Iceland! Land of…Water?

Well, it has some ice, too. In fact it has lots of ice, much of it in the form of glaciers on top of some rather active volcanoes. But as you’ve probably heard, Greenland is king when it comes to ice, and Iceland is just, well, quite a bit like Washington State in many ways, actually. It has glaciers like we do, but they don’t completely dominate the landscape. It has plenty of rivers and lakes and waterfalls and sandy beaches. And, of course, being an island it has lots of coastline, as you might expect. But because of its many fjords, it has a lot more coast than you would think, at somewhere around 5,000 kilometers or 3,100 miles. Fjords are narrow bodies of water set between valleys, and together they give the coastline a look much like the fingers on a hand, but somewhat more rugged. They were formed during the last ice age by glaciers, which carved deep valleys in the country’s rocky coasts.

A small fjord in the Westfjords, Iceland.

A small fjord in the Westfjords, Iceland.

Waterfalls are everywhere in Iceland. I didn’t make it to the huge, iconic waterfalls like Dettifoss, the largest by volume in Europe, but I did see dozens of smaller ones like the one below. They cascade off of just about every mountain or large rock face, and this part of the landscape reminded me a great deal of the scenery in Wales.

Small Waterfall, Iceland

A small waterfall cascades down a mountainside, in southwest Iceland.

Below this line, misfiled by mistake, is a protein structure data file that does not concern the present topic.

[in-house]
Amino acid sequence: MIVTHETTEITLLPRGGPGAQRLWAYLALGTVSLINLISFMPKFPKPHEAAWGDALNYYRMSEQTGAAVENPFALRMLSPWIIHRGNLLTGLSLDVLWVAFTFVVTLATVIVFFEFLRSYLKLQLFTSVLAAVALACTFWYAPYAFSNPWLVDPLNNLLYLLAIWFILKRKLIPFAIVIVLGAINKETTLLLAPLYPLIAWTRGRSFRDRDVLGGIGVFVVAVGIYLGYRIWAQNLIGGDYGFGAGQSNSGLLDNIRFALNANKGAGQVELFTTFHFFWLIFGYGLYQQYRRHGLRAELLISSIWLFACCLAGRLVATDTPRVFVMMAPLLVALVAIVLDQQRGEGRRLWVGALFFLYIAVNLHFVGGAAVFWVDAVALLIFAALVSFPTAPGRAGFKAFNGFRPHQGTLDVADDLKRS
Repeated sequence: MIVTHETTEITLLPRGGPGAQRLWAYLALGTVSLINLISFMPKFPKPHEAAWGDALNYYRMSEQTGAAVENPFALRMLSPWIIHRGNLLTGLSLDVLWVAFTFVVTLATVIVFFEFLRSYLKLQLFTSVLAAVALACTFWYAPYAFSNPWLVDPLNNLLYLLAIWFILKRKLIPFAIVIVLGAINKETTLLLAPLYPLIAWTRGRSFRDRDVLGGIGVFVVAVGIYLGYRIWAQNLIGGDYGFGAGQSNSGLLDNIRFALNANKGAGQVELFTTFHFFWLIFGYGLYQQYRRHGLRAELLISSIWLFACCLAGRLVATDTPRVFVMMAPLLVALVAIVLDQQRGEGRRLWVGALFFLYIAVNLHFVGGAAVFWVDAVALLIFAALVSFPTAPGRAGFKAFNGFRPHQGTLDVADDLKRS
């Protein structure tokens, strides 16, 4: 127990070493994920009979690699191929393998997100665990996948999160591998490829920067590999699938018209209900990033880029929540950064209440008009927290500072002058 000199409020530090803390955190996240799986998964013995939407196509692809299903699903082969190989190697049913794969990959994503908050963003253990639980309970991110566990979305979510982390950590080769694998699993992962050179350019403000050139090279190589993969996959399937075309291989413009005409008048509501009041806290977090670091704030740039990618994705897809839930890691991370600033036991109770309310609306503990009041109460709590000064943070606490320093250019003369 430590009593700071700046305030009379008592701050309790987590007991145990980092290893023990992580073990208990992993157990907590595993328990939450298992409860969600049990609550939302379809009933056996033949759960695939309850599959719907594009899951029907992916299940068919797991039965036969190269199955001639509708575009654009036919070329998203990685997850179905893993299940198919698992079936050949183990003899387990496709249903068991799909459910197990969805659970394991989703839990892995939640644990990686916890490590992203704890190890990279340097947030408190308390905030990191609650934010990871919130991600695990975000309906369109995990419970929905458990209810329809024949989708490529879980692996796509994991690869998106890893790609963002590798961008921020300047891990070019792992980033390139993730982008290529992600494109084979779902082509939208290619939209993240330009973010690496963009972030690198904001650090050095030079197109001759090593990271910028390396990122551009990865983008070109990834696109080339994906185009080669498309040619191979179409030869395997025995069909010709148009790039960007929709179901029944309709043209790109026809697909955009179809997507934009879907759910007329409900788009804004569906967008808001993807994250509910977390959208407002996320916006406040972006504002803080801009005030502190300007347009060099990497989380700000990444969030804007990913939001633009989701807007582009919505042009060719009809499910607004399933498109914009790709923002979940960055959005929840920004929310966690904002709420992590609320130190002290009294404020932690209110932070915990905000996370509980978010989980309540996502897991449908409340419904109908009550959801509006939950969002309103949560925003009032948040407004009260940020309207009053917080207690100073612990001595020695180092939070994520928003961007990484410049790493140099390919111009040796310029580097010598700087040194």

As for the beaches in Iceland, they might be windy, but they are also quite beautiful. I visited several beaches, including Rauðisandur in the Westfjords with its 10 km. of gorgeous red sand. This is the location of the little red and black church I featured last week.

Raudasandur, Westfjords, Iceland

Rauðasandur, or Red Sand, is a 10 kilometer long beach along the south edge of the Westfjords, Iceland.

On another occasion on the way to photograph a lighthouse, I stopped at a deserted golden beach on the Snæfellsnes Peninsula near Hellissandur. I didn’t have to worry about anyone’s footprints in the sand except for my own!

Golden Beach Sunset, Hellissandur, Iceland

A golden beach lights up at sunset, near Hellissandur, Iceland.

As windy as it is in Iceland, you would be correct to expect some waves coming in from the ocean, and I found no shortage of them. While I didn’t see any surfers on my trip, there actually is a surfing tour operator in Iceland called Arctic Surfers. So you can catch a few waves on your next trip there!

Waves and Mountains, Snaefellsnes Peninsula, Iceland

Waves wash ashore near Rif, on the Snæfellsnes Peninsula, Iceland.

And probably the most popular water in Iceland is in the swimming pools and “hot pots”, which Icelanders (and tourists) use to unwind. The most famous and probably most expensive of these is the Blue Lagoon, a man-made lagoon which is fed by the water output of the nearby geothermal power plant, Svartsengi. How’s that for “natural”? The warm waters are rich in minerals and according to their website, should fix that little skin disease of yours right up! So the next time you head to Iceland, don’t forget to pack your bathing suit!

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4 Responses to “Iceland! Land of…Water?”

  1. Sue-Z says:

    Breathtaking! Looks like a successful trip!

  2. Catherine says:

    I don’t know how you kept track of all those exotic names and spellings! Photographs are beautiful as always.

    • Ed Leckert says:

      Thanks, Catherine! A big part of keeping things straight, aside from lots of pre-trip research, is that I always geotag my images. Sounds like a good topic for a future blog post!

  3. Lorraine says:

    So beautiful, Ed….! Now I don’t need to go there, as you’ve brought it to me. Thank you.